Many first time home buyers that may have been renting may worry about making home repairs in the first few years of owning a home. Many first time home buyers are on a tight budget that can restrict how much they're able to repair. Knowing the details of these policies can help the home buyer decide if a home warranty is right for them. If you're a home buyer who is in escrow or who will soon be making an offer on a home, here's what you need to know about home warranties.
What Is a Home Warranty?
A home warranty is a contract between a homeowner and home warranty company. The contract guarantees home repair services under certain conditions. A typical home warranty will last for one year from the date of the purchase of the home.
How Does a Home Warranty Work?
A home warranty is a policy that will pay to repair certain types of home fixtures under certain circumstances. For example, a typical and basic home warranty policy may pay to make repairs to the oven, dishwasher, plumbing and some electrical problems. The policy may specify that it will not cover pre-existing conditions, and also will not cover problems that occur because of incorrect installation.
Exactly what fixtures are covered may vary depending on the policy and the company. Many companies will give homeowners the option to add on certain fixtures for an additional cost. Sometimes these additional fixtures are site-specific, like the septic tank, pool and hot tub.
If a claim is made against a policy, the homeowner must usually pay a deductible. Once the deductible has been paid, the home warranty company will contact a company that they contract with to make the repair. During this time, the homeowner waits for the contracting company to call them and schedule the repair.
Is a Home Warranty a Homeowners Insurance Policy?
A home warranty is not a homeowners insurance policy. A homeowners insurance policy covers damage to a home's structure for qualifying events, like a wildfire or a wind storm. A home warranty policy covers wear and tear on home fixtures and appliances, like sink faucets and the furnace.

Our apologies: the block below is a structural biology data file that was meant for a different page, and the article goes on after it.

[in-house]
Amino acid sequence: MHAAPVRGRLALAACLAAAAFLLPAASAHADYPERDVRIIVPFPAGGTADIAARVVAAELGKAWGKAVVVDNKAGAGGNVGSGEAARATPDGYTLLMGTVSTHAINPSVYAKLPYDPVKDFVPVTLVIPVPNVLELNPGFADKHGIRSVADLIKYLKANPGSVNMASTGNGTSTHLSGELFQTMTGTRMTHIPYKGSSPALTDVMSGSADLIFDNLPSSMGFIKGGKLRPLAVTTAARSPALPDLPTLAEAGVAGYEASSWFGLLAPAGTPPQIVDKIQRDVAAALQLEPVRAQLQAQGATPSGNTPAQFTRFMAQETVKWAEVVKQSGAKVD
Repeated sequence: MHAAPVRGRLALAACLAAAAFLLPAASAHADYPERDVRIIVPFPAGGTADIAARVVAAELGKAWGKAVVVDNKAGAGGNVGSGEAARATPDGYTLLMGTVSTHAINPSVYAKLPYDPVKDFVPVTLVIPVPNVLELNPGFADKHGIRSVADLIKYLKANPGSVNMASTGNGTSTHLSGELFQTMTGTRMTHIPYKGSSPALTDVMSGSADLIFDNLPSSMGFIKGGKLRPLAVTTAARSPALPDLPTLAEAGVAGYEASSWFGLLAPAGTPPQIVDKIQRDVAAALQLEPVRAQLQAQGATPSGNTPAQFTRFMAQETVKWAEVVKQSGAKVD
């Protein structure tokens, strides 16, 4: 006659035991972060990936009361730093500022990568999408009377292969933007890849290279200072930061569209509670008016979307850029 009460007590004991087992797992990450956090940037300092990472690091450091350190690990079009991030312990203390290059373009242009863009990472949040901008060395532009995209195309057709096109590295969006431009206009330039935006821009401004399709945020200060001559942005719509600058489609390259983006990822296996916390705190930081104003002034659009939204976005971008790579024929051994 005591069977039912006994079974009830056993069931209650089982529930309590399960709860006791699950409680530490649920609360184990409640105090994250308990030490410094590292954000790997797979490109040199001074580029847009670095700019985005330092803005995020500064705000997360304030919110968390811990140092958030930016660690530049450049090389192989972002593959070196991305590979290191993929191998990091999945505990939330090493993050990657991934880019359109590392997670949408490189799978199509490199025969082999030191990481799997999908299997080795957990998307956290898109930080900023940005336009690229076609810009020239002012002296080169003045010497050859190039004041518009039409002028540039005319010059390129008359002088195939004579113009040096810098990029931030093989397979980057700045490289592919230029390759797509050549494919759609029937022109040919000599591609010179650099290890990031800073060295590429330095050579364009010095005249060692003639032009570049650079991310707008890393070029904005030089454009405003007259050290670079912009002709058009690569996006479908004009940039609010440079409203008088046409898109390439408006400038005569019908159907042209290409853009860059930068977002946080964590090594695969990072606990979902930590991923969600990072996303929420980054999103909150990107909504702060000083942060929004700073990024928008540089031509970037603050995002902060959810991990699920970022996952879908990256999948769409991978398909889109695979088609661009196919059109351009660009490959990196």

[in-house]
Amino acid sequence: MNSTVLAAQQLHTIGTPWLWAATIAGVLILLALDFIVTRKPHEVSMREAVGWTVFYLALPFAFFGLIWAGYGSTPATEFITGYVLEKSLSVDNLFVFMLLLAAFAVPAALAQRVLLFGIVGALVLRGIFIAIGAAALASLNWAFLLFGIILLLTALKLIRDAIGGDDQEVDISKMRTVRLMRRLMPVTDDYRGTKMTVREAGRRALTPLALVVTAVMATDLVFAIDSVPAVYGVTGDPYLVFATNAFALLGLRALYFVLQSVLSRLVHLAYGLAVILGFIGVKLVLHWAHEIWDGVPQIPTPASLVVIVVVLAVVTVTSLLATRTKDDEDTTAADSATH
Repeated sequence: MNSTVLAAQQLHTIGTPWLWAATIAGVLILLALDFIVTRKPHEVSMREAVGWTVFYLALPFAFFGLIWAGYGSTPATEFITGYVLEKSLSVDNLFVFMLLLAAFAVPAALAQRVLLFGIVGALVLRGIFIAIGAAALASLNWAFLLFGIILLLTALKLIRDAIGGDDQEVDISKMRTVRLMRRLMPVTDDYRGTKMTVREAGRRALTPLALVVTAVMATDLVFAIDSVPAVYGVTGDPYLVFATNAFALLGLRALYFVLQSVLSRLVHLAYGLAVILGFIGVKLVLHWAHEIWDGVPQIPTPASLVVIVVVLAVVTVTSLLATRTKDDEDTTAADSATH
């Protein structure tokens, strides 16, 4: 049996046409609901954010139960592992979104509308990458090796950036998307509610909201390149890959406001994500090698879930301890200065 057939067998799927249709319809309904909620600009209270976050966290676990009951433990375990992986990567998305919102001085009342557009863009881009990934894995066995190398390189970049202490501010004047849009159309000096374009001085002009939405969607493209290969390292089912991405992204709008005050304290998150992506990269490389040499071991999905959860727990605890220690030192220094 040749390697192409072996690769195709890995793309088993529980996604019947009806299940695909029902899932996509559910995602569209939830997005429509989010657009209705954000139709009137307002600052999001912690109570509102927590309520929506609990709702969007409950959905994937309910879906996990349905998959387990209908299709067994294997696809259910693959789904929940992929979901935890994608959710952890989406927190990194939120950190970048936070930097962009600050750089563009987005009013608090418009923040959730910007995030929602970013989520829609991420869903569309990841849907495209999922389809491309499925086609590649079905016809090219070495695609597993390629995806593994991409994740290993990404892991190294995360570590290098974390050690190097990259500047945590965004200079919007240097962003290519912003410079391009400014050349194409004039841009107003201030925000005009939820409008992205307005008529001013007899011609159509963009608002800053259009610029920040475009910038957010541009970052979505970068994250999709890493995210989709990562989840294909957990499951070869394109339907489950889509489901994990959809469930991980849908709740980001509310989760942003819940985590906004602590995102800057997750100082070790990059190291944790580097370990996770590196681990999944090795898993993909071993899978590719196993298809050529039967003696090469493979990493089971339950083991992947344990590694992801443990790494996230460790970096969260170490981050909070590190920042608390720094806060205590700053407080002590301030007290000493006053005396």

Generally speaking, a homeowners insurance policy will not pay to repair fixtures or appliances unless they were damaged because of a qualifying event. Home warranty policies do not cover damage that occurs because of specific events. Instead, home warranties provide for repair in the event that a fixture breaks.
How Does a Home Buyer Get a Warranty?
Sometimes, home warranties are included in the purchase of a Green Hill home. Sellers like to include home warranties as a bonus for home buyers, to "sweeten the deal." The home warranty is purchased when escrow closes, and is usually paid for out of the profit on the sale of the home. It becomes active as soon as the home is sold and the new buyer takes possession.
If a home warranty is going to be included in a home purchase, it will appear in the purchase contract. Home buyers who do not see this in their purchase contract may wish to purchase a home warranty policy on their own.
If you're a home buyer who would like to know more about home warranties and the home purchase process, contact a reputable real estate professional in your area. Your real estate professional can give you more information that can help you make an informed decision when buying a home.